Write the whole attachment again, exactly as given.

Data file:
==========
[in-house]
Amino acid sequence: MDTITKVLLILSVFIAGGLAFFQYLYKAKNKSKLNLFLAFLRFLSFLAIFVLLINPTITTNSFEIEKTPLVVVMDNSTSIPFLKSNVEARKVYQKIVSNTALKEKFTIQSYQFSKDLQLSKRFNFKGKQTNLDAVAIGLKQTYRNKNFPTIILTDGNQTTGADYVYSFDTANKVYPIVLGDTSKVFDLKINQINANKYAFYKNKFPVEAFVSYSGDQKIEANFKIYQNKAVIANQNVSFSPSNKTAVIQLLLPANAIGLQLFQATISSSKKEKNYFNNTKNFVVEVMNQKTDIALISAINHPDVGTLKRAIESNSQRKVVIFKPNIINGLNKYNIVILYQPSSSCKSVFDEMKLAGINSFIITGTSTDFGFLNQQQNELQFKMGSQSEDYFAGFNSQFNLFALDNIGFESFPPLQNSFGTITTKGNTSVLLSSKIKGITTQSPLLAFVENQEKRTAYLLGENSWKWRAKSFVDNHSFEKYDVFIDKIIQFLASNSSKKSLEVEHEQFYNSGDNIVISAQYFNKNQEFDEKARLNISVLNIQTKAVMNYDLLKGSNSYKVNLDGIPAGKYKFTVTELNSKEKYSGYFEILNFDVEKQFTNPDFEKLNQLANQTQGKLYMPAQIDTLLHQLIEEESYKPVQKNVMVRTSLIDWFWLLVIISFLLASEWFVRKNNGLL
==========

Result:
[in-house]
Amino acid sequence: MDTITKVLLILSVFIAGGLAFFQYLYKAKNKSKLNLFLAFLRFLSFLAIFVLLINPTITTNSFEIEKTPLVVVMDNSTSIPFLKSNVEARKVYQKIVSNTALKEKFTIQSYQFSKDLQLSKRFNFKGKQTNLDAVAIGLKQTYRNKNFPTIILTDGNQTTGADYVYSFDTANKVYPIVLGDTSKVFDLKINQINANKYAFYKNKFPVEAFVSYSGDQKIEANFKIYQNKAVIANQNVSFSPSNKTAVIQLLLPANAIGLQLFQATISSSKKEKNYFNNTKNFVVEVMNQKTDIALISAINHPDVGTLKRAIESNSQRKVVIFKPNIINGLNKYNIVILYQPSSSCKSVFDEMKLAGINSFIITGTSTDFGFLNQQQNELQFKMGSQSEDYFAGFNSQFNLFALDNIGFESFPPLQNSFGTITTKGNTSVLLSSKIKGITTQSPLLAFVENQEKRTAYLLGENSWKWRAKSFVDNHSFEKYDVFIDKIIQFLASNSSKKSLEVEHEQFYNSGDNIVISAQYFNKNQEFDEKARLNISVLNIQTKAVMNYDLLKGSNSYKVNLDGIPAGKYKFTVTELNSKEKYSGYFEILNFDVEKQFTNPDFEKLNQLANQTQGKLYMPAQIDTLLHQLIEEESYKPVQKNVMVRTSLIDWFWLLVIISFLLASEWFVRKNNGLL